I received a very interesting email yesterday and I wanted to share it with you. I was asked; “You write all the time about education being so crucial in the diabetes journey, and crucial to accepting this disease—-what is the best way to educate ourselves?”
What an incredible question.
I will begin this answer from my experience but I also would LOVE for so many others to chime in on this post by hitting reply so everyone can also learn.
In as much as I believe the online community can supply a huge amount of information, I also believe that one must fully understand that what people are sharing (in most cases) is what worked for them. One may love pump XYZ and another may believe that MDI (multiple daily injections) is what is correct for them; one may believe in having a diabetes alert dog, and another may not; one may believe in supporting ABC organization and another may swear by 1-2-3; all of this is fine and it is just important to know that what works for one may (repeat, may) not work for you. There are also a good deal of writers (bloggers) out here who share what they have gone through, are going through, and what is new in the diabetes world. Find a few that you like and you can go to the Diabetes Advocates site to see a list of many of those who write consistently.
I think it’s also important to attend as many presentations as possible. Presentations where experts will be speaking. Your local support groups, organization/foundation sponsored events, hospital sponsored lectures, camps, and organizations like Children with Diabetes Friends for Life Conferences are just some of the places we attended over the years that supplied a huge amount of information. I know your local ADA and JDRF chapters are always organizing events that are chock-full of incredible information–check with them on what will be happening.
Don’t walk by those vendor booths at events. So many organized fund-raising events will allow the opportunity for ‘vendors’ from diabetes supply companies an area where they can show you what is new with their product(s). Don’t just think of it as someone trying to ‘sell you’ something, but rather look at it as an opportunity to learn about what is out there; even if you are already using XYZ product, and not DEF. You just might find something on a device that you did not know existed.
I have also heard people say that they do not have enough time to do what they need to do; much less trying to learn anything else. I would take issue with that for this reason; if you have some place to go and you are late—-and you have a flat tire, you will have no choice but to fix it. You may not have time for a teacher-conference meeting but you’ll have to make time. I could give you a thousand examples of things one does not have to do; but time is made for it when needed.
Education is needed. Period.
I have often stated that I love the line from the Broadway musical Wicked; There are bridges you cross
You didn’t know you crossed
Until you’ve crossed…..
Education is a process……and as you enter this world it seems like there is just so much information coming at you like a fire-hose of water and not a trickle. I assure you that once you start you will look back six months from now and be very surprised just how much you have grown.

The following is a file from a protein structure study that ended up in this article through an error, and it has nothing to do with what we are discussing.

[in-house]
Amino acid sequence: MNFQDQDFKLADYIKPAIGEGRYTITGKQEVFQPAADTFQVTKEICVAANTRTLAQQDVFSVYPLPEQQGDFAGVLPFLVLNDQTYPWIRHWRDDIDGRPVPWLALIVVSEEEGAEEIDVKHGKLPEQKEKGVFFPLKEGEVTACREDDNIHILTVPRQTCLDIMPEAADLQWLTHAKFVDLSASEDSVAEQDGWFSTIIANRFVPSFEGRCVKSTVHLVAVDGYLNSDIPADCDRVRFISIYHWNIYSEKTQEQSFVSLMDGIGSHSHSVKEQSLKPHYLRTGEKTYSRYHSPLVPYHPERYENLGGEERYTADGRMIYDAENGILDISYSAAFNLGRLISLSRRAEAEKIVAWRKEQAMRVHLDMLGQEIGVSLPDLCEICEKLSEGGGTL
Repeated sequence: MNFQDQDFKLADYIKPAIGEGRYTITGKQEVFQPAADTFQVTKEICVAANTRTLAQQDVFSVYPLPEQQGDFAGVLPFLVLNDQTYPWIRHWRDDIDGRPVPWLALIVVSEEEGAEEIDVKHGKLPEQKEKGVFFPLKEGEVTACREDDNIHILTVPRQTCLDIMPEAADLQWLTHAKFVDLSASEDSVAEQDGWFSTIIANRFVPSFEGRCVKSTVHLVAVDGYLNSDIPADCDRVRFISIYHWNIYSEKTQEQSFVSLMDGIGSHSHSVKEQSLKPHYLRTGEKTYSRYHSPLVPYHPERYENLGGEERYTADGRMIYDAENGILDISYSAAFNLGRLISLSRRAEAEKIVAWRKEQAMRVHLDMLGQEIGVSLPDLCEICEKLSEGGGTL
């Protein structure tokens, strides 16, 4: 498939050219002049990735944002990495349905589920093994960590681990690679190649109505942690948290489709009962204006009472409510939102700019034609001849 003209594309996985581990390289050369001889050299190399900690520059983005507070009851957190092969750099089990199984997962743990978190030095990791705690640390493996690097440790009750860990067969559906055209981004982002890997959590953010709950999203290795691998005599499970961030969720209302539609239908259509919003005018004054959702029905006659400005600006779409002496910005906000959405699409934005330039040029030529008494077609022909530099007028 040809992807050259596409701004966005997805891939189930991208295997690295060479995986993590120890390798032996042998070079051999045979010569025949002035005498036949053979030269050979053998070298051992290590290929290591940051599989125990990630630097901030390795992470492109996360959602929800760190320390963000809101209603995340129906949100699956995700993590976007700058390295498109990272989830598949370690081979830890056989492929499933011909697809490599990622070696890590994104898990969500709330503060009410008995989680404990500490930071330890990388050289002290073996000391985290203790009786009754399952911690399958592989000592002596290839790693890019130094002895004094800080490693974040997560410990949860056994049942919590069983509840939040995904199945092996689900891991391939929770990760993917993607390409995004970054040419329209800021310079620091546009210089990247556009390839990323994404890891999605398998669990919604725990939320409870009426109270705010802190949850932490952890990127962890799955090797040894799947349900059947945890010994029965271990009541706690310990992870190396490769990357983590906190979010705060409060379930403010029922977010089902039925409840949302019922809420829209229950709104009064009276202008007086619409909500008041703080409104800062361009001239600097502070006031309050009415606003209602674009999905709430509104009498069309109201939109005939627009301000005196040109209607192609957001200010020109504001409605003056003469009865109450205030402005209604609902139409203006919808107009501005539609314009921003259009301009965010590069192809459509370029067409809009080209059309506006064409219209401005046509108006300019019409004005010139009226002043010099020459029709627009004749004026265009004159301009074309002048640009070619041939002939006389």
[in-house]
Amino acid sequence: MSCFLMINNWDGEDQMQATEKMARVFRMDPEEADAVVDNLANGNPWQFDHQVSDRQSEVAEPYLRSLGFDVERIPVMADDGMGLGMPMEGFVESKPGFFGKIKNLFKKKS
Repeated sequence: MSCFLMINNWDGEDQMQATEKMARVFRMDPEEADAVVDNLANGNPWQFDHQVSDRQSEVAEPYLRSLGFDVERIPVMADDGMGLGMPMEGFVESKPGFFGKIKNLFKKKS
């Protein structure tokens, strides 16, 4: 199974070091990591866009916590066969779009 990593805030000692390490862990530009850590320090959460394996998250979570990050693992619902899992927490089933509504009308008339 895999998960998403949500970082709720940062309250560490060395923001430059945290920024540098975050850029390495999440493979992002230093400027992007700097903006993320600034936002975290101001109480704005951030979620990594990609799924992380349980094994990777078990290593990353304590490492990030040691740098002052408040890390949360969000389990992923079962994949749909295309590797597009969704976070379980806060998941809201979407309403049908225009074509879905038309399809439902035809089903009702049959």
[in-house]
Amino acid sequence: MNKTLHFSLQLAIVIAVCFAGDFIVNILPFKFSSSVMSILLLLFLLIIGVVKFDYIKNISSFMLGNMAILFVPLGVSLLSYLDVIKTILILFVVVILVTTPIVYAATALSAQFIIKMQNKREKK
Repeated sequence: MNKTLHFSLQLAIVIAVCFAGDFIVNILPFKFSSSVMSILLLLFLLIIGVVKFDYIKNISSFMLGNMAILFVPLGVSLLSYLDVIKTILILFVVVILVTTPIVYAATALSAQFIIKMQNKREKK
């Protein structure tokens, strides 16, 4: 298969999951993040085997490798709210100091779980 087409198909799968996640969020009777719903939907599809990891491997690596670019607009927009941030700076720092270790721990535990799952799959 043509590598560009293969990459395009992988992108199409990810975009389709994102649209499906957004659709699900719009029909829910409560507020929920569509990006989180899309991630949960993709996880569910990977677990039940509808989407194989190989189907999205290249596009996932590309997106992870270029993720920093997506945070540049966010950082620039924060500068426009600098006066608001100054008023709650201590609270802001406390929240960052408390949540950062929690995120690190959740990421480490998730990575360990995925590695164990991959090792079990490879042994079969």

I’m not going to tell you what you HAVE TO DO or HOW MUCH time you need to spend, that is up to you. But none of us—–NONE OF US signed up for the lives we are in—-we were thrust into it kicking and screaming just like everyone else.
But we are in it now.
And I can assure you that the more you know, the better you will survive. How do you make a dark room less scary?????—-turn on a light.
Education is the light that is needed; how bright your room can be is up to you. But start by flipping the education switch. You’ll be glad you did.
I am a diabetes dad.
Please visit my Diabetes Dad FB Page and hit ‘like’
0 thoughts on “Being in the Dark…..Well THAT’s Up to You!!!!! The Ultimate Equalizer in this Diabetes Journey!!!!”
Maxine Welsh says:
At the time, I didn’t know that going to a JDRF sponsored research update would be what would “turn the light on” for me, but that was what did it for me and I am so glad I did that for myself! I felt empowered, not so alone and not so forgotten. It was the “ohhh, so they really are doing something about Type 1 Diabetes” moment for me. It was then, that I knew that I wanted to get involved even more with the diabetes community. Not just other parents of Type 1 kiddos but with doctors, scientists, researchers…anyone who knew SOMETHING! I am a very busy mom of 3 boys (6, 4 & 2) but I will never stop trying to learn about diabetes, it is what is best for my 4 year old. It is easier to come to terms with this new way of living if I am educated enough to understand how I can help my son and also informed enough to know that maybe in his lifetime he will be able to wear an artificial pancreas or some other amazing thing to make his life better. We are almost 10 months into this disease, my heart weighs heavy some days but most days am good. I convince myself to move on from an unexplained high or low without looking back but I couldn’t do that if I hadn’t heard another mom of a T1 once say “don’t try to understand it, just deal with it in the moment and move on to the next”. I couldn’t do this with all of you other parents and those of you that are committed to writing. Most of the time I read what you write and want to scream “YES! YES!!, THANK YOU FOR SAYING THAT!!!!” I am sure reading one of your blogs or another advocates will be what turns the light on for someone. So thank you again for being out there. Much love and many blessings!
Robin H. says: